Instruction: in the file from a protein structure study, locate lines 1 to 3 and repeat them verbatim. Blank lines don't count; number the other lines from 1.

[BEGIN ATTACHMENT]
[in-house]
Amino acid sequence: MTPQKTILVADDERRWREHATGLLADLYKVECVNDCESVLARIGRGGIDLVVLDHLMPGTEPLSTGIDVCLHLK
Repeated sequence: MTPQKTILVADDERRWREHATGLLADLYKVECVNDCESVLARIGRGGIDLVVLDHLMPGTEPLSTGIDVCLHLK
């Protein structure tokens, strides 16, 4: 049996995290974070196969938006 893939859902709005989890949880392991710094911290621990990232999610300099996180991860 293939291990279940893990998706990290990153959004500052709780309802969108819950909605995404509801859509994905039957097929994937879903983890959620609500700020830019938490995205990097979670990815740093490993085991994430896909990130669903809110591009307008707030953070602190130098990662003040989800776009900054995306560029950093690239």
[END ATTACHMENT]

[in-house]
Amino acid sequence: MTPQKTILVADDERRWREHATGLLADLYKVECVNDCESVLARIGRGGIDLVVLDHLMPGTEPLSTGIDVCLHLK
Repeated sequence: MTPQKTILVADDERRWREHATGLLADLYKVECVNDCESVLARIGRGGIDLVVLDHLMPGTEPLSTGIDVCLHLK